- How to erase 100 years of carbon emissions? Plant trees—lots of them.
- Tree planting ‘has mind-blowing potential’ to tackle climate crisis
- Hague climate change judgement could inspire a global civil movement
- Patagonia Will Donate the $10 Million It Saved From Tax Cuts to Environmental Groups
- Bioplastics Made From Cactus
1) How to erase 100 years of carbon emissions? Plant trees—lots of them.
An area the size of the United States could be restored as forests with the potential of erasing nearly 100 years of carbon emissions, according to the first ever study to determine how many trees the Earth could support.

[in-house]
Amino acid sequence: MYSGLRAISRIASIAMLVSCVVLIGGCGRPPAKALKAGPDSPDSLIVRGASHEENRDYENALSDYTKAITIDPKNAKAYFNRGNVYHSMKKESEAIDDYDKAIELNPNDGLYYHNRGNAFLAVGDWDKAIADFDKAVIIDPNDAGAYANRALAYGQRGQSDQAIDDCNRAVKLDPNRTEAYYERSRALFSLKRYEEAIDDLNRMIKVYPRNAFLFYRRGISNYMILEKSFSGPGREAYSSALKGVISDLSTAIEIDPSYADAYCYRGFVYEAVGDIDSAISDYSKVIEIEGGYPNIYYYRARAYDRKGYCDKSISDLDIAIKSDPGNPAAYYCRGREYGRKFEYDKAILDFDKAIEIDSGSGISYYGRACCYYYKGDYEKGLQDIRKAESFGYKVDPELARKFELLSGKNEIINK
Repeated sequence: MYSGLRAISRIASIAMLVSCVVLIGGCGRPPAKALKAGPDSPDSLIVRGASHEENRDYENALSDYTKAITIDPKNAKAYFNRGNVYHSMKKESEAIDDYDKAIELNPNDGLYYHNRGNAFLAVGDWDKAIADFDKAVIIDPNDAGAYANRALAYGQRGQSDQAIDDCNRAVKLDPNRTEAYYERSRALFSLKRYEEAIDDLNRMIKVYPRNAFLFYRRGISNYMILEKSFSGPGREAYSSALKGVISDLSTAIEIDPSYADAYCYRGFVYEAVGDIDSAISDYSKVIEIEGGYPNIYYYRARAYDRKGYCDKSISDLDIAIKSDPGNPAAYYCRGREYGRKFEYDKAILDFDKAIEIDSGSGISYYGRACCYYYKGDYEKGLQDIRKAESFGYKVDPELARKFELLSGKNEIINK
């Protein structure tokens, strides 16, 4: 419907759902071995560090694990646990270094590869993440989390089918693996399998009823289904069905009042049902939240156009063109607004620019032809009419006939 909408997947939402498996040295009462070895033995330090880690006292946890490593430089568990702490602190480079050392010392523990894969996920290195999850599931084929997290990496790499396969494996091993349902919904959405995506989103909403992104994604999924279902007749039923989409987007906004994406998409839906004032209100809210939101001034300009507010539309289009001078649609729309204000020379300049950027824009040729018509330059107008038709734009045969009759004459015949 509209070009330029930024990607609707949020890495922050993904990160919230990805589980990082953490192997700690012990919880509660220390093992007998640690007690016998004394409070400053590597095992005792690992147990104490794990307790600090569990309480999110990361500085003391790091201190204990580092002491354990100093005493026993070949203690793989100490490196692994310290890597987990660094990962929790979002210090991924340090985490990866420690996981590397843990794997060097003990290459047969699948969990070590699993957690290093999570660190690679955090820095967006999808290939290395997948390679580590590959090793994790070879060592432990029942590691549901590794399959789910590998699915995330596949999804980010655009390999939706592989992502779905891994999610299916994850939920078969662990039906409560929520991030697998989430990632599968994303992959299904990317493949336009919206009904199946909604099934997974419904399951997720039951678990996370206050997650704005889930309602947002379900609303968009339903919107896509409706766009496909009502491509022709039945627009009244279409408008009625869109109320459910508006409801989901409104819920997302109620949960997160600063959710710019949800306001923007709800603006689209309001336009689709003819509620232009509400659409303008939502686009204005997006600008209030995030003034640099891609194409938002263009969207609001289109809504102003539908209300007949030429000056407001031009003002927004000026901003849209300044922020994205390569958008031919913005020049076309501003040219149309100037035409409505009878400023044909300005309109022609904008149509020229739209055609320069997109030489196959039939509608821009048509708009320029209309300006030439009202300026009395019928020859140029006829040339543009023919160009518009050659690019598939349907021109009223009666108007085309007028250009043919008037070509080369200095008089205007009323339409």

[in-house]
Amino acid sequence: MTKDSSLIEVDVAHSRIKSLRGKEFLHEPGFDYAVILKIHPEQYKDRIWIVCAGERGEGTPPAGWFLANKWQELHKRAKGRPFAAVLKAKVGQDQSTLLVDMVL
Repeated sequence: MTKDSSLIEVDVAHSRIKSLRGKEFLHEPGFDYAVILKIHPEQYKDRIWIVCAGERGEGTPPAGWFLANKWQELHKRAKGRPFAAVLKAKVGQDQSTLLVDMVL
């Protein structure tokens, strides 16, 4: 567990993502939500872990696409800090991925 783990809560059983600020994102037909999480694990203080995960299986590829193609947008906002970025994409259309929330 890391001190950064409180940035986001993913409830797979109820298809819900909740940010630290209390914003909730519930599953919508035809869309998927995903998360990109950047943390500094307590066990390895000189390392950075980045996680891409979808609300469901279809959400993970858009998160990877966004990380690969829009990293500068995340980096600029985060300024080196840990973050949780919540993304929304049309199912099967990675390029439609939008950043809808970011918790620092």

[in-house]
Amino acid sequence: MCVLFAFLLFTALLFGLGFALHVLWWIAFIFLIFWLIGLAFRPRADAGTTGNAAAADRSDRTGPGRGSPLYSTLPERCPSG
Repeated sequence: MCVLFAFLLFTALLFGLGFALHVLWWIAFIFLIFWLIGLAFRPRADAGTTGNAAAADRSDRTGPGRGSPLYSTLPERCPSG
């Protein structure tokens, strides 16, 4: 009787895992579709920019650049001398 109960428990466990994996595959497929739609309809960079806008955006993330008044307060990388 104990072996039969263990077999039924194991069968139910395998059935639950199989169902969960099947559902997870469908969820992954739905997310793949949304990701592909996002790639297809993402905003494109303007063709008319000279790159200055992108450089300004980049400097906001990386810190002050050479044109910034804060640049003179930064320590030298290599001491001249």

Published today in Science, “The global tree restoration potential” report found that there is enough suitable land to increase the world’s forest cover by one-third without affecting existing cities or agriculture. However, the amount of suitable land area diminishes as global temperatures rise. Even if global warming is limited to 1.5 degrees Celsius, the area available for forest restoration could be reduced by a fifth by 2050 because it would be too warm for some tropical forests.
“Our study shows clearly that forest restoration is the best climate change solution available today,” said Tom Crowther, a researcher at ETH Zürich, and senior author of the study.
That does not alter the vital importance of protecting existing forests and phasing out fossil fuels since new forests would take decades to mature, Crowther said in a statement.
“If we act now, this could cut carbon dioxide in the atmosphere by up to 25 percent, to levels last seen almost a century ago,” he says.